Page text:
Be aware of local regulations regarding waste disposal. More and more areas, especially those enduring heavy human traffic, are now under "bag and remove" guidelines. These jurisdictions require that you carry out all human and pet waste. Burying or burying is not allowed. Please respect all local rules. You may not agree or understand the reasons for these rules, but there are always sound rationales behind them. Please cooperate.

Staying alive / Survival Tips:
When experts and researchers interview survivors of air disasters, ship wrecks, hostage scenarios, war prisons, wilderness attacks and misfortunes, they hear the same story beneath the story every time – survivors keep their wits about them, they believe that they will survive and they decide on a plan of survival and see it through. Here are a few truisms and thoughts which may help you in a wilderness survival situation:
1. WATER vs. FOOD – a human can typically survive up to a month without food, but only several days or less without water. Food is more important in wintry cases as your body will require the calories to keep itself warm. When lost, one of your first concerns after safety, immediate shelter from heat or cold, and the treatment of any injuries should be water. You must find it. A bandana, sock or tee shirt can be used to remove dew from wet grasses and leaves. A water still may save your life. Trap rainwater in rain gear, tent fly, plastic bag, etc. Seek low areas and areas of lush greenery. Running out of food is more often of psychological distress than physical. Be careful what you snack on in the wild. Many plants are poisonous and many poisonous plants resemble safe ones. All grasses are edible, though usually offer little reward. You are better off eating insects, frogs, lizards, etc., than plants about which you know little.
2. CARRY an emergency kit. Carry it with you at all times, even when going to the toilet. You can never know when your camp may be invaded by a bear, covered by an avalanche or rockslide, or visited by thieves. At least once a year, replenish items with freshness dates (aspirin, medications, emergency food, etc.). Everyone in your group over the age of ten or even less depending on maturity level, should have their own map and compass, emergency whistle, water purification tablets, pocket knife, poncho and warm clothes, matches and butane lighter, emergency candles, flashlight and extra batteries, and personal water supply – at a minimum. Why should only adults have the means to survive?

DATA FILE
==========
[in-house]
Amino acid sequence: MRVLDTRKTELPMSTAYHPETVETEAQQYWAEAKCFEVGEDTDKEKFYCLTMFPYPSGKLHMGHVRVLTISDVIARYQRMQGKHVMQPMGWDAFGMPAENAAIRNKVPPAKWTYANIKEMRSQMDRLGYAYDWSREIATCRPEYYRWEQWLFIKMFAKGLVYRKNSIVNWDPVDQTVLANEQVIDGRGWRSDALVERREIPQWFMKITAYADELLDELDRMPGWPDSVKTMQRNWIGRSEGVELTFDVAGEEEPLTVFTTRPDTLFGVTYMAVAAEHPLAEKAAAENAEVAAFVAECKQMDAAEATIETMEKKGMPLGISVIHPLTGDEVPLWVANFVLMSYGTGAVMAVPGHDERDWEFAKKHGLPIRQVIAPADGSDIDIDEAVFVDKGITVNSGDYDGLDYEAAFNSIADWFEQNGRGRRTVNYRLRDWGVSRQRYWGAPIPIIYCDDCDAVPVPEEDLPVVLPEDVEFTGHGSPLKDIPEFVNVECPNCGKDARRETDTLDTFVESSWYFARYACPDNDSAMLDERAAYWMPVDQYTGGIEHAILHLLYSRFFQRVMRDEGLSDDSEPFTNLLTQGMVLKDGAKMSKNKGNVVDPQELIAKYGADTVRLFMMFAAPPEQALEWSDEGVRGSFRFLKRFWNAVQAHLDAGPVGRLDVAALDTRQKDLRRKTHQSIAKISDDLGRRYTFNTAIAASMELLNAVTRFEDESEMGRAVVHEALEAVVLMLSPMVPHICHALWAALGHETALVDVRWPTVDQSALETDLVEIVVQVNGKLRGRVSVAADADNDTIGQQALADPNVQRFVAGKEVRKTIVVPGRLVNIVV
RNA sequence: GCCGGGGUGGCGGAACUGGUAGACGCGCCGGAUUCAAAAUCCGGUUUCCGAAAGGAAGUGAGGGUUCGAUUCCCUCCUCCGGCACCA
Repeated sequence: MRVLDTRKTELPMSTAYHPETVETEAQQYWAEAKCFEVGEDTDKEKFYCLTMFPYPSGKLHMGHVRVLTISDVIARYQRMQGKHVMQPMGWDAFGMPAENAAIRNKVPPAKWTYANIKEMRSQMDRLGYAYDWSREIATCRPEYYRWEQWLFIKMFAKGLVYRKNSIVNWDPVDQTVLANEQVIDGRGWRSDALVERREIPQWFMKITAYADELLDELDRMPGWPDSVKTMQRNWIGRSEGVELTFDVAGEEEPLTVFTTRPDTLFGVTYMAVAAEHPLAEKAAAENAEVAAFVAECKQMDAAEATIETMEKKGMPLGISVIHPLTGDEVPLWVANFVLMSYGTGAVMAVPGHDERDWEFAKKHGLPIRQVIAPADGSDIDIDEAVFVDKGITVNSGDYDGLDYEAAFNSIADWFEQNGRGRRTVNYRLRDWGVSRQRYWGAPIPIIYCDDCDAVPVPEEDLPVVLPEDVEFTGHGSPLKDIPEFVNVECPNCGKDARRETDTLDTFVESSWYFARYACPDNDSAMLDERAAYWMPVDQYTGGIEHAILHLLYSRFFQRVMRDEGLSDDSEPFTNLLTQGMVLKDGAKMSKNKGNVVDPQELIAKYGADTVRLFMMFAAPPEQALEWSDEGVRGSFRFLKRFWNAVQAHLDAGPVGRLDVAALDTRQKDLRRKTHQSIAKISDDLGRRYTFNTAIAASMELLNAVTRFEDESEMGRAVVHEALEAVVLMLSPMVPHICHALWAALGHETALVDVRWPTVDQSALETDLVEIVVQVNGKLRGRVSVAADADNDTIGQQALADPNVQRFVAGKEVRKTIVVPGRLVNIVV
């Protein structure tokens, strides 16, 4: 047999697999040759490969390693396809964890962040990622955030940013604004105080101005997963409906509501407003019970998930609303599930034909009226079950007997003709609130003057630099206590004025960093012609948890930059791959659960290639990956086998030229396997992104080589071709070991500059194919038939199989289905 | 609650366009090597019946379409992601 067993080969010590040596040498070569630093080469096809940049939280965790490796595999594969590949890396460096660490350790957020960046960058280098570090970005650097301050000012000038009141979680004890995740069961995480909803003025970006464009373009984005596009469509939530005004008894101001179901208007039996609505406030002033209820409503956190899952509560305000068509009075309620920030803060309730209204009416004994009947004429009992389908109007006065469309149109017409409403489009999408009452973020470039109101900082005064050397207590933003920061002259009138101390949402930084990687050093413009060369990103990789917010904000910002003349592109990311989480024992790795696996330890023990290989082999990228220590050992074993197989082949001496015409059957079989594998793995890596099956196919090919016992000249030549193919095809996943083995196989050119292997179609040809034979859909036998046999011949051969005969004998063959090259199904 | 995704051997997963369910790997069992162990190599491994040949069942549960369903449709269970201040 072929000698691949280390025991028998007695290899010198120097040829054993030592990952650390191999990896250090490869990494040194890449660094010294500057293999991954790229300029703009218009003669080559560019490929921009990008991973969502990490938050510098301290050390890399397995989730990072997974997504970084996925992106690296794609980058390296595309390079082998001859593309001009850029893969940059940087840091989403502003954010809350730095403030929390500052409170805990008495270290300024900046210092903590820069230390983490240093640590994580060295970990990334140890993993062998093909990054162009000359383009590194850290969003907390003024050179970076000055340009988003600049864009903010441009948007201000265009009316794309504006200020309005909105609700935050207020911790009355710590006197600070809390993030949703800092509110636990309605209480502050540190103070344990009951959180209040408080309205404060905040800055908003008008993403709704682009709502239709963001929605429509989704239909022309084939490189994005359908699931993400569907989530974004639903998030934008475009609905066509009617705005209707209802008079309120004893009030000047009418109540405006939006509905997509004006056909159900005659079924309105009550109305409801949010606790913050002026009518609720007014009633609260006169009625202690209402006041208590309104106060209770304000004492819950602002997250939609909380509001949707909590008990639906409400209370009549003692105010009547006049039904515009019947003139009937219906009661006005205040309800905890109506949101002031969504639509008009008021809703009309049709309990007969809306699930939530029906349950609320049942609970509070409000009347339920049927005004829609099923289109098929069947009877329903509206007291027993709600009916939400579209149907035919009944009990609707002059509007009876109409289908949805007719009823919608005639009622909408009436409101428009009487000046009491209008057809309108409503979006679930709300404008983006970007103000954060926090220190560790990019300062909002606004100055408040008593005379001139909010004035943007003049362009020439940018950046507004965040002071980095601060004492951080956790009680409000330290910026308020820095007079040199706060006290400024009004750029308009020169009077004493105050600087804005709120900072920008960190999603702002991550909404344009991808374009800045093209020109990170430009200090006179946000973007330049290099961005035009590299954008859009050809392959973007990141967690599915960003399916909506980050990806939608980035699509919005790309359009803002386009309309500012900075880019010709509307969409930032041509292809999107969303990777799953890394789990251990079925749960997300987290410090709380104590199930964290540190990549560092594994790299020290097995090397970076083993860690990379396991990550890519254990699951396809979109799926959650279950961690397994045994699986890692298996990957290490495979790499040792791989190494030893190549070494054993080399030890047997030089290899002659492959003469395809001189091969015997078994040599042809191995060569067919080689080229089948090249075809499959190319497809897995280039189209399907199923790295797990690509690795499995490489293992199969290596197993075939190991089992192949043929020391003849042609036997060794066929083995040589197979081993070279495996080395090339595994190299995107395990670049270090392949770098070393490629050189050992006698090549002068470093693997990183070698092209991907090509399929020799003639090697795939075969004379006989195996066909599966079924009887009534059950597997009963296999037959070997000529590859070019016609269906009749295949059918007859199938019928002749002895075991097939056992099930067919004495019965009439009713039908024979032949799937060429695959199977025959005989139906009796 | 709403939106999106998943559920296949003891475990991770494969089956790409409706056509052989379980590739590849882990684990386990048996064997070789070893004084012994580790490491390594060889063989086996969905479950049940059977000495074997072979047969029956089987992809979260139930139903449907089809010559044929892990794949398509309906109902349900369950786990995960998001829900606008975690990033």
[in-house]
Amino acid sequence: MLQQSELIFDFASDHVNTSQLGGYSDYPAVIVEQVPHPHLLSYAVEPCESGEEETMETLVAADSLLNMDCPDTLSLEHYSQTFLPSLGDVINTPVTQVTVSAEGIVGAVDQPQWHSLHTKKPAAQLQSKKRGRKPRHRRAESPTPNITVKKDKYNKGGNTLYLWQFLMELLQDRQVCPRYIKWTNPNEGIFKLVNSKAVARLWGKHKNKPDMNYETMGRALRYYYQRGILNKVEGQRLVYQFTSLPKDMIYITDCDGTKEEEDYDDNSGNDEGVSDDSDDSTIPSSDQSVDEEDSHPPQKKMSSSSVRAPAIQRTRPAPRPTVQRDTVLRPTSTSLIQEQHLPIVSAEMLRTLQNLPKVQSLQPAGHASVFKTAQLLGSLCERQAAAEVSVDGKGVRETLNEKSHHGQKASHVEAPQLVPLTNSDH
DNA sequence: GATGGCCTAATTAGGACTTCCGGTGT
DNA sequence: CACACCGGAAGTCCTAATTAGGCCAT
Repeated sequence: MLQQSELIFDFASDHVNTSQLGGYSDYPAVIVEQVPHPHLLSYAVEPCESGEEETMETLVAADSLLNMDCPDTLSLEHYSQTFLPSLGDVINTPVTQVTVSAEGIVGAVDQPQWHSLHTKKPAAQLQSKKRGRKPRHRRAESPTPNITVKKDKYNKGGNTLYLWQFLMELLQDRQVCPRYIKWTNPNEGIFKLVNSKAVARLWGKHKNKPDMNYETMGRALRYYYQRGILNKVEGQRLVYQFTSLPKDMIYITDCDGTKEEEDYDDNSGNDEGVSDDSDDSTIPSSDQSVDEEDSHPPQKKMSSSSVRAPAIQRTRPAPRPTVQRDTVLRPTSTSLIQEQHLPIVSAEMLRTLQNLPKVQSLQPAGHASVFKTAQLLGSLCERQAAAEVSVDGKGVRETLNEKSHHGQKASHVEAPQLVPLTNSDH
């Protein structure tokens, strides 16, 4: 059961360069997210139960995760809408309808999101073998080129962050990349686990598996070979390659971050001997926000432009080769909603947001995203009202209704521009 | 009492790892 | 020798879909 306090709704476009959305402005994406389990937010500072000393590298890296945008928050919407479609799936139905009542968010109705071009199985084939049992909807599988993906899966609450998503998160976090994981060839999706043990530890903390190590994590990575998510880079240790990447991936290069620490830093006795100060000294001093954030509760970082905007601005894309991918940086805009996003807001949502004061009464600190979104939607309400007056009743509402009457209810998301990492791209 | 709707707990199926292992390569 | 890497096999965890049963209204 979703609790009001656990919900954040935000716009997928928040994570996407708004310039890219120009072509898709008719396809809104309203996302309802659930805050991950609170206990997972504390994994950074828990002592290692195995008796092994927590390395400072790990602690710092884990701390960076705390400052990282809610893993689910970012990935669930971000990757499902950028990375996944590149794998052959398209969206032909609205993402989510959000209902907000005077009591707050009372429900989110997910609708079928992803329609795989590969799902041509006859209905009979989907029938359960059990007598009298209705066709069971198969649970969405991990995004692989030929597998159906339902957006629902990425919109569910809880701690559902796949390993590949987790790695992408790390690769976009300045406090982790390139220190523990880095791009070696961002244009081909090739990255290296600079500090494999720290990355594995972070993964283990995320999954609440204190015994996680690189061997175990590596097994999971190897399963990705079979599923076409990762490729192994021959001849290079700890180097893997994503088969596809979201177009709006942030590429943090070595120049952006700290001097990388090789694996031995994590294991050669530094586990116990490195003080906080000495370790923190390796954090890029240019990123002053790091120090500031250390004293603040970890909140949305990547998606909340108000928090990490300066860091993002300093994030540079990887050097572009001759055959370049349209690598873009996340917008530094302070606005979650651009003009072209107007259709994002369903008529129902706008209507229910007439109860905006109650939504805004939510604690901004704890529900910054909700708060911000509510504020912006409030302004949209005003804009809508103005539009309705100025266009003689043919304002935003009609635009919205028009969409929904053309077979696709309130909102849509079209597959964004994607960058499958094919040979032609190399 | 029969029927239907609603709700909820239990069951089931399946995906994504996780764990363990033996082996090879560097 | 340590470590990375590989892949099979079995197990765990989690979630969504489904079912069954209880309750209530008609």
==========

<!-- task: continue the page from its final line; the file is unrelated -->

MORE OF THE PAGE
3. DURING thunder storms, avoid the largest tree or boulder. Both may act as lightning conductors. Get away from metal you may be carrying. Sit on your sleeping mat. Stay dry – wetness hurries hypothermia.4. IF you become lost – sit down for a while. Gather yourself. Think about your predicament. Sleeping a night or two in the wild isn't all that bad. Help will be dispatched – that's virtually certain. Do not wait until dark or encroaching freezing night to seek shelter. Accept early that you are lost – give yourself at least two hours of daylight when possible to build or find shelter, firewood, water, etc. Tree branches make great lean-to shelters or teepees. Caves, fallen trees, rocky overhangs, low-to-the-ground fir trees – all can make ideal accommodations, but avoid rocky overhangs during lightning storms. Don't forget your emergency tent (in your kit). A small fire provides heat and companionship during the dark of night. Drink often. Munch a little food. Go through your gear and inventory its contents – every item is a friend. Comfort is nice, but relatively unnecessary to survival. Protection from the elements, ample water supply and avoiding injury are key to survival. At daybreak, think about signaling for help. Create smoke using damp or green foliage. Try your whistle every so often. Lay out colorful gear in a clearing – use brightly colored clothing, tarp, tent or tent fly, foliage on snow, etc. Have mirror handy for signaling aircraft or far away searchers. Stay put! Do not wander about. Movement diminishes chances for being found; increases the chance of injury; burns vital energy and increases need for water. Use your time gathering firewood, nursing your fire, replenishing water supply, etc. Praise yourself for the job you've done so far. Feeling good and remaining positive about your situation is important. In nearly every situation, discovery is but hours to a few days away. I'm not saying it can't get worse, of course it can, but it usually doesn't. Staying calm and using your head are the key points to getting out safe.